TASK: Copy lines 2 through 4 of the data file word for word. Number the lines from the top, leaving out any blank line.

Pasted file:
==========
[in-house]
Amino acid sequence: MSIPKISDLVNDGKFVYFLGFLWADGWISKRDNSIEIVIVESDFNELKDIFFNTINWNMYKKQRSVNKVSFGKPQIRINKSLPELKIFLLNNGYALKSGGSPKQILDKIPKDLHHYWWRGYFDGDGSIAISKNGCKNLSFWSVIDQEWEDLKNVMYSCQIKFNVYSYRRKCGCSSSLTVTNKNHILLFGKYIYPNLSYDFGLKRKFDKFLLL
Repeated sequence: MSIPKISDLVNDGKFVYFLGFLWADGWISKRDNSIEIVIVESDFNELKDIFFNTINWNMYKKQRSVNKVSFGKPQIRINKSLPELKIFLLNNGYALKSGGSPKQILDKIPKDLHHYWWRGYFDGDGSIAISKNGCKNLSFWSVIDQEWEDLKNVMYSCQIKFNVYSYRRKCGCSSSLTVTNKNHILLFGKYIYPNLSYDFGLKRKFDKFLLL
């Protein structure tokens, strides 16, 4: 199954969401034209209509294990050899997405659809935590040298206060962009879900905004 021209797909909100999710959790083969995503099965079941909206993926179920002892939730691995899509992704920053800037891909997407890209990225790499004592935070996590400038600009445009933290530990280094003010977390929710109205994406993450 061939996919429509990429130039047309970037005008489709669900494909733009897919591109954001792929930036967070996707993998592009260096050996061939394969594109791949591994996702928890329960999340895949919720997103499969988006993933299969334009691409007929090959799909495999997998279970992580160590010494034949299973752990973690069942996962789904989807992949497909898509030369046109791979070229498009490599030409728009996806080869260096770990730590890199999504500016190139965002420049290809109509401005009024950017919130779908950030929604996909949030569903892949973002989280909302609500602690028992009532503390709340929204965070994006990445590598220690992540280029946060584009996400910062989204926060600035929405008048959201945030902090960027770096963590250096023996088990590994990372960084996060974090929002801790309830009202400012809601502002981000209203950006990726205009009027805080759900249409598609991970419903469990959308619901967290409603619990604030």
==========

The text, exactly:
Amino acid sequence: MSIPKISDLVNDGKFVYFLGFLWADGWISKRDNSIEIVIVESDFNELKDIFFNTINWNMYKKQRSVNKVSFGKPQIRINKSLPELKIFLLNNGYALKSGGSPKQILDKIPKDLHHYWWRGYFDGDGSIAISKNGCKNLSFWSVIDQEWEDLKNVMYSCQIKFNVYSYRRKCGCSSSLTVTNKNHILLFGKYIYPNLSYDFGLKRKFDKFLLL
Repeated sequence: MSIPKISDLVNDGKFVYFLGFLWADGWISKRDNSIEIVIVESDFNELKDIFFNTINWNMYKKQRSVNKVSFGKPQIRINKSLPELKIFLLNNGYALKSGGSPKQILDKIPKDLHHYWWRGYFDGDGSIAISKNGCKNLSFWSVIDQEWEDLKNVMYSCQIKFNVYSYRRKCGCSSSLTVTNKNHILLFGKYIYPNLSYDFGLKRKFDKFLLL
């Protein structure tokens, strides 16, 4: 199954969401034209209509294990050899997405659809935590040298206060962009879900905004 021209797909909100999710959790083969995503099965079941909206993926179920002892939730691995899509992704920053800037891909997407890209990225790499004592935070996590400038600009445009933290530990280094003010977390929710109205994406993450 061939996919429509990429130039047309970037005008489709669900494909733009897919591109954001792929930036967070996707993998592009260096050996061939394969594109791949591994996702928890329960999340895949919720997103499969988006993933299969334009691409007929090959799909495999997998279970992580160590010494034949299973752990973690069942996962789904989807992949497909898509030369046109791979070229498009490599030409728009996806080869260096770990730590890199999504500016190139965002420049290809109509401005009024950017919130779908950030929604996909949030569903892949973002989280909302609500602690028992009532503390709340929204965070994006990445590598220690992540280029946060584009996400910062989204926060600035929405008048959201945030902090960027770096963590250096023996088990590994990372960084996060974090929002801790309830009202400012809601502002981000209203950006990726205009009027805080759900249409598609991970419903469990959308619901967290409603619990604030």